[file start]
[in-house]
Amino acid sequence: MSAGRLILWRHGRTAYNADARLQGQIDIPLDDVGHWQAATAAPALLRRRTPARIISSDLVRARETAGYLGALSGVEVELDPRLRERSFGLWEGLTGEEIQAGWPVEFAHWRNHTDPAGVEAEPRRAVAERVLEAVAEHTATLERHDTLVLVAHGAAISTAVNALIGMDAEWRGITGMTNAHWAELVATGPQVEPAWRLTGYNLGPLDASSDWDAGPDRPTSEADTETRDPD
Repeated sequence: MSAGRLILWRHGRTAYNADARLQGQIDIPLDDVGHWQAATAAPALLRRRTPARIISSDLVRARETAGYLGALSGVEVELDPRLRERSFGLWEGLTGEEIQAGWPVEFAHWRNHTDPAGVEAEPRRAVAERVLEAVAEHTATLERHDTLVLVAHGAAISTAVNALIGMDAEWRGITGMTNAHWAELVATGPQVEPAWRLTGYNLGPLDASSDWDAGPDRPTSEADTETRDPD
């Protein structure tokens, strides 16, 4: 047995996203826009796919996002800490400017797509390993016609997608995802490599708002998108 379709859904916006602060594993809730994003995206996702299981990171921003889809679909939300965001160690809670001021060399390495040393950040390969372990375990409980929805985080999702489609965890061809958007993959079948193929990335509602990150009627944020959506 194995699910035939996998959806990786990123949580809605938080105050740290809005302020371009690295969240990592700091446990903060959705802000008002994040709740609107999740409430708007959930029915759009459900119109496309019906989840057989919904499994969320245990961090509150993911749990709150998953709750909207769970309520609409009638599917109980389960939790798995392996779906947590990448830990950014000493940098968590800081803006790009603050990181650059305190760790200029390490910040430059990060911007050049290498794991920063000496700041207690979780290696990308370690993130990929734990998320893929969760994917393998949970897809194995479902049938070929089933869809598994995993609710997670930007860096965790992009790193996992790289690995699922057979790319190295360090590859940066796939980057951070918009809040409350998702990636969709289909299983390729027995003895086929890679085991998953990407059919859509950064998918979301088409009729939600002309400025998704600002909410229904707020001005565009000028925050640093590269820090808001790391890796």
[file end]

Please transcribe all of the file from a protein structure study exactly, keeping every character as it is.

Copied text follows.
[in-house]
Amino acid sequence: MSAGRLILWRHGRTAYNADARLQGQIDIPLDDVGHWQAATAAPALLRRRTPARIISSDLVRARETAGYLGALSGVEVELDPRLRERSFGLWEGLTGEEIQAGWPVEFAHWRNHTDPAGVEAEPRRAVAERVLEAVAEHTATLERHDTLVLVAHGAAISTAVNALIGMDAEWRGITGMTNAHWAELVATGPQVEPAWRLTGYNLGPLDASSDWDAGPDRPTSEADTETRDPD
Repeated sequence: MSAGRLILWRHGRTAYNADARLQGQIDIPLDDVGHWQAATAAPALLRRRTPARIISSDLVRARETAGYLGALSGVEVELDPRLRERSFGLWEGLTGEEIQAGWPVEFAHWRNHTDPAGVEAEPRRAVAERVLEAVAEHTATLERHDTLVLVAHGAAISTAVNALIGMDAEWRGITGMTNAHWAELVATGPQVEPAWRLTGYNLGPLDASSDWDAGPDRPTSEADTETRDPD
């Protein structure tokens, strides 16, 4: 047995996203826009796919996002800490400017797509390993016609997608995802490599708002998108 379709859904916006602060594993809730994003995206996702299981990171921003889809679909939300965001160690809670001021060399390495040393950040390969372990375990409980929805985080999702489609965890061809958007993959079948193929990335509602990150009627944020959506 194995699910035939996998959806990786990123949580809605938080105050740290809005302020371009690295969240990592700091446990903060959705802000008002994040709740609107999740409430708007959930029915759009459900119109496309019906989840057989919904499994969320245990961090509150993911749990709150998953709750909207769970309520609409009638599917109980389960939790798995392996779906947590990448830990950014000493940098968590800081803006790009603050990181650059305190760790200029390490910040430059990060911007050049290498794991920063000496700041207690979780290696990308370690993130990929734990998320893929969760994917393998949970897809194995479902049938070929089933869809598994995993609710997670930007860096965790992009790193996992790289690995699922057979790319190295360090590859940066796939980057951070918009809040409350998702990636969709289909299983390729027995003895086929890679085991998953990407059919859509950064998918979301088409009729939600002309400025998704600002909410229904707020001005565009000028925050640093590269820090808001790391890796």